In Honor of the People and the Rights
Many people look at federal holidays as days they don’t have to come in to work, or as days where all the stores are having sales, but these holidays are more than that. Memorial Day is a day of remembrance for those who sacrificed their lives in the military, fighting to uphold the values of our country: equality, self-government, diversity and unity. Without these servicemen and servicewomen, our nation would not have the freedoms we hold dear today.
We cherish the sacrifices our servicemen made, and we will continue to fight at home for the noble rights they fought for: the freedom of assembly, the freedom of expression and the right to bear arms. At home and abroad, there’s still plenty of work for us to do to uphold the following in the Declaration of Independence:
“We hold these truths to be self-evident, that all men are created equal, that they are endowed by their Creator with certain unalienable Rights, that among these are Life, Liberty and the pursuit of Happiness. — That to secure these rights, Governments are instituted among Men, deriving their just powers from the consent of the governed, — That whenever any Form of Government becomes destructive of these ends, it is the Right of the People to alter or to abolish it, and to institute new Government, laying its foundation on such principles and organizing its powers in such form, as to them shall seem most likely to affect their Safety and Happiness.”
Collectively, the US has not been able to “hold these truths” in recent years. Just as countless lives have been lost in battle, people continue to lose their lives on US soil. Last week, the Washington Post reported on data collected by researcher Zachary Austin that this year, more deaths have happened to students at schools than to deployed military members in combat.
Sadly and unnecessarily, some of the civilian deaths in the US have happened by the hands of the men and women who swore to protect us. Guns are meant to protect us from harm, but lately, they have been in the wrong hands. Yet, some citizens seem to care more about their 2nd Amendment rights than the lives of students, their community members. We are left to deal with this by having a nationwide conversation on appropriate and safe gun control.
The Declaration of Independence reminds us that it is our right as US citizens “to alter, abolish and institute new Government” when the systems in place disrupt our rights to Life, Liberty and Happiness. That is what activists and protestors are doing when they line up on the streets, stopping traffic and marching up to their government officials’ office and to Congress to demand change, to be seen and to be heard. That is what students did on April 20 when they walked out of class to protest gun violence in schools. That is what Colin Kaepernick and many other football players are doing when they peacefully kneel during the National Anthem. They are using their rights to acknowledge the fatal issue and ask for a solution, contrary to what the media has been informing us.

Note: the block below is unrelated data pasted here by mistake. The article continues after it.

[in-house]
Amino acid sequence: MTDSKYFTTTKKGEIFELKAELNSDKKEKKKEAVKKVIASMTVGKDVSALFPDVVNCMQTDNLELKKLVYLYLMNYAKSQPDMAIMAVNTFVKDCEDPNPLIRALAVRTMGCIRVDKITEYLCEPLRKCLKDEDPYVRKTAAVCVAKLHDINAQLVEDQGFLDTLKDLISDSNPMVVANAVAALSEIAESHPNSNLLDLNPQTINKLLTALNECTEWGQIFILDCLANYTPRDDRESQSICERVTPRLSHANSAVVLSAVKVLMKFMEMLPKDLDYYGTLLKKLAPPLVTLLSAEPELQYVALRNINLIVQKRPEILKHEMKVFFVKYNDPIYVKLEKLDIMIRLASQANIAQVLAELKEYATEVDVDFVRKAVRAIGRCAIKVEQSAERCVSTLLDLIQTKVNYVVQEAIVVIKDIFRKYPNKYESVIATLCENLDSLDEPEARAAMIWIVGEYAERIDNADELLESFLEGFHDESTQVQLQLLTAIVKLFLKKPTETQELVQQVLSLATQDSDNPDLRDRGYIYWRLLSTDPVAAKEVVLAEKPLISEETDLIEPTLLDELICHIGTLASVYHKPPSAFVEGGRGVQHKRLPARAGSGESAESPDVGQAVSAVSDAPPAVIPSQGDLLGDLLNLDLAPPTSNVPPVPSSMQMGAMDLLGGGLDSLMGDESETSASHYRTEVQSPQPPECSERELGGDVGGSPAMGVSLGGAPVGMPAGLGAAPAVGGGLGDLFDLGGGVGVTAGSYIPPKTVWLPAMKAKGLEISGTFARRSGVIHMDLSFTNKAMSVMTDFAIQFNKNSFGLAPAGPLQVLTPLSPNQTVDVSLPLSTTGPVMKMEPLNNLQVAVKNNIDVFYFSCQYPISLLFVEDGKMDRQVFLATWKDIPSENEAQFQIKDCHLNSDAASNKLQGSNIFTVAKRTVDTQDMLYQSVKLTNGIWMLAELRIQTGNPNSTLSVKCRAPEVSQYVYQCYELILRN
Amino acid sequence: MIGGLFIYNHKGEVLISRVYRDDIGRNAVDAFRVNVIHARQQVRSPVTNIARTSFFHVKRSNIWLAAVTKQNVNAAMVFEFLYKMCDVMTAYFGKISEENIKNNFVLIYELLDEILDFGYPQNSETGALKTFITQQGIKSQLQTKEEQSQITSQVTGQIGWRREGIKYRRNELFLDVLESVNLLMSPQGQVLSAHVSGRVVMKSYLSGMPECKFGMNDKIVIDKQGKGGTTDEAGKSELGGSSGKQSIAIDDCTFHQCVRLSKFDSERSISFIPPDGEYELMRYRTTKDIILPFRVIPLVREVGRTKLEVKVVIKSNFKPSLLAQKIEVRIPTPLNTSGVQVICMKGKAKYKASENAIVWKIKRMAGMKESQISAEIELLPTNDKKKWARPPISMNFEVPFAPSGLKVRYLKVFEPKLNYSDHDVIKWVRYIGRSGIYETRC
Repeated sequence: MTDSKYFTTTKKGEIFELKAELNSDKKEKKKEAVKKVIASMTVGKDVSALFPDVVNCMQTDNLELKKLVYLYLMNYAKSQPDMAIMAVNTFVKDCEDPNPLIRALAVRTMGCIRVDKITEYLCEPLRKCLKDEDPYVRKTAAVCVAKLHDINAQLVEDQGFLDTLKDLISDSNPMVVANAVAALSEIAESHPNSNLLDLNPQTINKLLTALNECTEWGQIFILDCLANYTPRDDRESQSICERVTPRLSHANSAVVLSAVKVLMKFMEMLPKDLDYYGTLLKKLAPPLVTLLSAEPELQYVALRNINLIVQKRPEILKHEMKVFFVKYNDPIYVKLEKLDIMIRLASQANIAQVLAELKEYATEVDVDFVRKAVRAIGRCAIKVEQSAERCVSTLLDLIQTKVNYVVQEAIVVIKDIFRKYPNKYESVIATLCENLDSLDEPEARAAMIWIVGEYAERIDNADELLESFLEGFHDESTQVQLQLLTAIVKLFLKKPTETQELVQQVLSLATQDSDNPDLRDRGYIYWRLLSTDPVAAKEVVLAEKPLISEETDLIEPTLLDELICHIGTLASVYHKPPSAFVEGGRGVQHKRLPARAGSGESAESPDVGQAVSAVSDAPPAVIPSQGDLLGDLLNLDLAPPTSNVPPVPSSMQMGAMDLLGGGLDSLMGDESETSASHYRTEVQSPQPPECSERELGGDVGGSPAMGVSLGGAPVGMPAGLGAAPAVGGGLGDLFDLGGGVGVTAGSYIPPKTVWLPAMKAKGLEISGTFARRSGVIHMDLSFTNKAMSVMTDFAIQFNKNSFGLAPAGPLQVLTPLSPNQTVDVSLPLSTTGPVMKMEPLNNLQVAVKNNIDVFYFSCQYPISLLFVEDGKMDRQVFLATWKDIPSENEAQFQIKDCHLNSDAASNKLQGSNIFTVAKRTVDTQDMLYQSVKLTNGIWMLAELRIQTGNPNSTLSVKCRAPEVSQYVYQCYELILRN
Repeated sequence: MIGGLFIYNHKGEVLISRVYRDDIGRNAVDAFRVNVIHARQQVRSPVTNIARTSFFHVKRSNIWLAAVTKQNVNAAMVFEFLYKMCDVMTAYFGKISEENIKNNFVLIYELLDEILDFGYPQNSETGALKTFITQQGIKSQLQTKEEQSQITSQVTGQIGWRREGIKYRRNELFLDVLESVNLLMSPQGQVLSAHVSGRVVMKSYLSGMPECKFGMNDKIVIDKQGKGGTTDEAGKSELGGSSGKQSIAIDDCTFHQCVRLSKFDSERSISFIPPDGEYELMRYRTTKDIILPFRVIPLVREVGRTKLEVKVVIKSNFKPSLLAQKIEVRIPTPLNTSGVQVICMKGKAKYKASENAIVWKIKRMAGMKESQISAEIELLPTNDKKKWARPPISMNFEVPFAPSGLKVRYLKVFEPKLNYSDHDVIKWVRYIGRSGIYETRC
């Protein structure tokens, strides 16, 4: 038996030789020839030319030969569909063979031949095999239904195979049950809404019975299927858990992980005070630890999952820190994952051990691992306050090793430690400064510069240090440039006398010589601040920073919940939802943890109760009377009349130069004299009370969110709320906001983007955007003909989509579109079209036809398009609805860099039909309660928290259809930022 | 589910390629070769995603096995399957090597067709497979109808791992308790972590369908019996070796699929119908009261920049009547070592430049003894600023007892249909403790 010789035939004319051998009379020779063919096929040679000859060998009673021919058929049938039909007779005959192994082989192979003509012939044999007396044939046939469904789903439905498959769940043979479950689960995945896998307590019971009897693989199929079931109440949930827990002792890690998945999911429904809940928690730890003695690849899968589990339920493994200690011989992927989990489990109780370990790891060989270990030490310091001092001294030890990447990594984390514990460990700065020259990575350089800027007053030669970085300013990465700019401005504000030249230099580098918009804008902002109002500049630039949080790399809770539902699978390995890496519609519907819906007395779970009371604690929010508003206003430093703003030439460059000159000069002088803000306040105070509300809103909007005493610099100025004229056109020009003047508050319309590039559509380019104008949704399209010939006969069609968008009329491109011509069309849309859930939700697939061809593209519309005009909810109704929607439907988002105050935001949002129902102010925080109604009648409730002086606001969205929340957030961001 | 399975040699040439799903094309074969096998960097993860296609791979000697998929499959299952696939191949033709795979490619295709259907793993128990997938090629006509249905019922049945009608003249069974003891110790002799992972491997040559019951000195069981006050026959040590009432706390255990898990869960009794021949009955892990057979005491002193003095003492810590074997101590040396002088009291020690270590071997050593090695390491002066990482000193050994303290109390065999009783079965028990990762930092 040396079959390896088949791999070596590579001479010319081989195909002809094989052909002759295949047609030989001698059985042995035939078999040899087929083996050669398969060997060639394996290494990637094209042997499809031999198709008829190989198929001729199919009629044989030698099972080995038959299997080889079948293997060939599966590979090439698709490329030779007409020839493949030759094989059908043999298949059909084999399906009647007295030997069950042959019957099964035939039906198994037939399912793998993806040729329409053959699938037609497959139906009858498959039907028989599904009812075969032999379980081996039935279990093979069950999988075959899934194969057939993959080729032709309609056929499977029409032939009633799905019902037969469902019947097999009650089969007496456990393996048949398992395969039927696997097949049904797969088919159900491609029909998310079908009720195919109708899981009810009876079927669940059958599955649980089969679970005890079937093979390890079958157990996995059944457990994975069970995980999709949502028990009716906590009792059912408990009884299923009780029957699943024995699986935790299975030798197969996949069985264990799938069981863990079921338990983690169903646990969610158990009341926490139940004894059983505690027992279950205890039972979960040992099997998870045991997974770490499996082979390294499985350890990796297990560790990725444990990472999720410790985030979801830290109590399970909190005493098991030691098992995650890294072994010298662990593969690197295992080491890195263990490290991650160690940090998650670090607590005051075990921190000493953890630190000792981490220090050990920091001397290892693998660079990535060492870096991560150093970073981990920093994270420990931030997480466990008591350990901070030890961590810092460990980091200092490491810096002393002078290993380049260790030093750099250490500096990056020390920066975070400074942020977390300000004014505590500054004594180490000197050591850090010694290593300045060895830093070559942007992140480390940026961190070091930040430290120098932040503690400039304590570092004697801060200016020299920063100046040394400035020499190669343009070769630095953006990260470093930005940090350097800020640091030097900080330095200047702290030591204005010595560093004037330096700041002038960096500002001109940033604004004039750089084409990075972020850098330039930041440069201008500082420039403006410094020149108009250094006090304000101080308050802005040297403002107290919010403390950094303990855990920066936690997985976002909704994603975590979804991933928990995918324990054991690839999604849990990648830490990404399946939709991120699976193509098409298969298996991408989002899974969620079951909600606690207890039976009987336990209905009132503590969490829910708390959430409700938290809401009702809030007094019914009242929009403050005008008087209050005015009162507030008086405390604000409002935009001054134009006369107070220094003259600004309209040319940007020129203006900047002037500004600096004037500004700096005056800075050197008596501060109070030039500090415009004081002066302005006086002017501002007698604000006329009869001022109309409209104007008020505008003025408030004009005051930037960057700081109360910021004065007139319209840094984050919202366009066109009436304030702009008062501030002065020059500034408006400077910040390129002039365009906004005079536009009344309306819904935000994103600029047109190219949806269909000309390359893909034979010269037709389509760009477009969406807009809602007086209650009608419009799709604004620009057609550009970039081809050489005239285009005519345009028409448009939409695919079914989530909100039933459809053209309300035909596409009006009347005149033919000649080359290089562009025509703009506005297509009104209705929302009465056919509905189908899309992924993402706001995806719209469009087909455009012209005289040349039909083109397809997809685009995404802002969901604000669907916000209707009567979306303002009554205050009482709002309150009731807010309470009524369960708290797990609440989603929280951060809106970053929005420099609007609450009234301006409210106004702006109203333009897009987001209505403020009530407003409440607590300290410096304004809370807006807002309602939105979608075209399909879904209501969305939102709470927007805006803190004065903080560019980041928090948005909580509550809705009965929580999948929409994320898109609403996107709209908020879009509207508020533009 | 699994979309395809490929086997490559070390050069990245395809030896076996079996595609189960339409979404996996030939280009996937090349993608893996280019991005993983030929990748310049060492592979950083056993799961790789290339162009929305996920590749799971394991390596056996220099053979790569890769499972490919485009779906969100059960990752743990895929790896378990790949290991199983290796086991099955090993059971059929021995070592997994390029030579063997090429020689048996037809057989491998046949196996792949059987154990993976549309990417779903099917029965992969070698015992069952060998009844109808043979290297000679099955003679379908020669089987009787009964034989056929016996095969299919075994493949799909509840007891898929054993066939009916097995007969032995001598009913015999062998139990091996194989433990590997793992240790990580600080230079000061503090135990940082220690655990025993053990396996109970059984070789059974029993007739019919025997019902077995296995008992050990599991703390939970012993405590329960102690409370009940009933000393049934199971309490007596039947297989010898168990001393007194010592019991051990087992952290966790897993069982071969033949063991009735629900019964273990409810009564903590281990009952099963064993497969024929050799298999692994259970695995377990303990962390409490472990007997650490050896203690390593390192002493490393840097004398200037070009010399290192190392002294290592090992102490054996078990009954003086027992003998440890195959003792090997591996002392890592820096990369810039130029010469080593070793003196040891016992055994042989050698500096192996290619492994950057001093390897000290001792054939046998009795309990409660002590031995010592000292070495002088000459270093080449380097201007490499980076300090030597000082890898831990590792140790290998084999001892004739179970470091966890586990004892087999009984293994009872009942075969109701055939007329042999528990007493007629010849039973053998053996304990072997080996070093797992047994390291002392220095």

In reality, we are all fighting for the same thing: freedom.
However, recently, the NFL released a statement saying that teams will be fined if players kneel on the field during the National Anthem. What the NFL does not honor is that the athletes are not kneeling in disrespect for the troops, but to help citizens and leaders recognize that some police officers are unjustly taking away lives in America.
New York Jets Chairman Christopher Johnson responded to the statement saying, “I never want to put restrictions on the speech of our players. Do I prefer that they stand? Of course. But I understand if they felt the need to protest. There are some big, complicated issues that we’re all struggling with, and our players are on the front lines.” Johnson offered to cover any fines his team might incur to protect their right to protest.
The freedom of expression and freedom of assembly are as fundamental to our country as the freedom to bear arms, as our servicemen know. We need to balance rights of different citizens, and the only way we can start is by communicating with one another. For democracy is based on thought and discussion. When players kneel, they are kneeling out of compassion for the fallen lives on US soil. When Marjory Stoneman Douglas High School students of Parkland, Florida held the March for Our Lives in Washington, DC after losing 17 lives to a school shooter, they communicated their need to feel protected at school. If we can’t have the conversation, we won’t be protecting anyone’s rights.
As we remember what our brave US troops did for us on this day, let us also remember that change still needs to be done within. The fallen troops gave us courage to stand up, or kneel, for what we believe in. We are grateful for the ones who fight for our freedoms abroad and at home.